Many Muslim groups could not thrive as a sect, raise money or be able to keep their adherents in check without having a sub-ideological focus, or without being in opposition to another Muslim group. The modem day Salafist phenomena in the United States is just one example of that. At their height, they would ascribe medieval, and early islamic sectarian labels to other Muslims and then proceed to demonize them. They would attach the title Mu’tazilite, Raa’fidee, Juhamee, and Khawaarij to everyday converts who have never even heard of such titles and groups, and of course to many of them; to be a true Salafi, you must call yourself a Salafi.

This methodology of factionalization is not only a characteristic of some modern day Salafists, it’s typical of many islamic groups who enter the United States already sectarianized. Sectarianism works better in a small village somewhere where everybody is of the same tribe, or believes the same, thinks the same, and has the exact same values for generations. However, in Muslim America, sectarian Islam creates an entirely different dynamic, especially for the convert or revert to Islam. It becomes especially problematic when the new Muslim convert is compelled by pressure or by what they presume to be the requirements of faith to join or belong to a particular Muslim sect. I recall having some brothers who joined a particular Sufi sect telling me that according to their sheikh, Islam was not enough, that there was some secret knowledge that needs to be acquired and that can only be gotten through the sect and by means of the sheikh that they now pledged allegiance to.

Sometimes converts/reverts comes across, or initiates into one or another of these sectarianized versions of Islam, and do not even realize what hit them until much later (sometimes years) when they try to raise their children on the sect’s sub-ideology or on veneration of the sect’s founder or leader, or until they go and try to integrate with another group of Muslims and then they discover that one group hates, or is in opposition to the other. This can be a pretty mind wrenching, faith shaking discovery for someone who just recently entered into the religion of Islam.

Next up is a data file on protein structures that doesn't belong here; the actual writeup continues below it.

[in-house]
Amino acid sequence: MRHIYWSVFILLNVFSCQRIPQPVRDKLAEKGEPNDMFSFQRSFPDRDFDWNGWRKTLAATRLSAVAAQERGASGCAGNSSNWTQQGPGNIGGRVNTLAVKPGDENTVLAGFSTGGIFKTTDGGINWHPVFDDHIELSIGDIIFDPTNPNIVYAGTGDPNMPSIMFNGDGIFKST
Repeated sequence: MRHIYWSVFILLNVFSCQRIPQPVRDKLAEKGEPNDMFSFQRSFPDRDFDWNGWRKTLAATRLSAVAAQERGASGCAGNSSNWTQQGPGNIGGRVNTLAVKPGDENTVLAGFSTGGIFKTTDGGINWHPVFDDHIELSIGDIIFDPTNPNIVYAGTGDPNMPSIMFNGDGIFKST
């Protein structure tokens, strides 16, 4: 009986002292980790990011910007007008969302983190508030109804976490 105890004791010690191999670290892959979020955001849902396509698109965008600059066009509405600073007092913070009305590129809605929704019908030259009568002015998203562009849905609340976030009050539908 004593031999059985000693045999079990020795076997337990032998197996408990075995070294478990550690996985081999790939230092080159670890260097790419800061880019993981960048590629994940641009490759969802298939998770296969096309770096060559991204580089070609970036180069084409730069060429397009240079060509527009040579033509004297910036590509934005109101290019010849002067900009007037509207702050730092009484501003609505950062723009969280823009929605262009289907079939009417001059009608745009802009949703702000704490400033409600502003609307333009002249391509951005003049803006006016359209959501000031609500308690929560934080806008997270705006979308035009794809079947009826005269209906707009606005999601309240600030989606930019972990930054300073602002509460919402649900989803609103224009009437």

It’s not that sectarianists are trying to mess with your head; for many, sectarianism is the only Islam that they know and understand. The simple Islam of the Prophet ﷺ for many sectarianists is a betrayal of their sect’s sub-constitution. But it is the simple Islam of the Prophet which attracts converts to Islam in the first place, which is why sectarianism is not compatible with the Muslim convert, just like it wasn’t compatible with the companions of the Prophet who themselves were converts to Islam. It ruins faith more than it enhances it.

When people convert to Islam, they are excited about being Muslim and are ready to do whatever it takes (at least in the beginning) to be a true Muslim. This is generally a good thing, but it also makes them vulnerable to the culture of Muslim sectarianism. Convert Muslims come into the religion without belonging to, or yearning to belong to any particular sect; they come in on pure tawheed (monotheism) without sectarian alignment and simply want to belong to, and be with the Muslims. This trusting disposition can make them natural marks for sectarianists and easy targets of post conversion proselytizing. Many if not most new converts to islam are very naïve to the nuances of Muslim sectarianism and in-fighting. It’s like; okay, now that you are a Muslim, what kind of Islam do you want?

Even worse, some people are presented with the notion that they really aren’t a true Muslim until they join this or that sect, or initiate into this or that tariqa, or follow this or that sheikh. People are in essence, taking two shahadas; the shahaadah of Islam, and then, the shahaadah of the sectarian group. Granted, there are many people who are part of a group or sect, but are not hardcore sectarianists. However, make no mistake about it; within every major sect of islam in America, there are hardcore ideologues who police the beliefs of its members.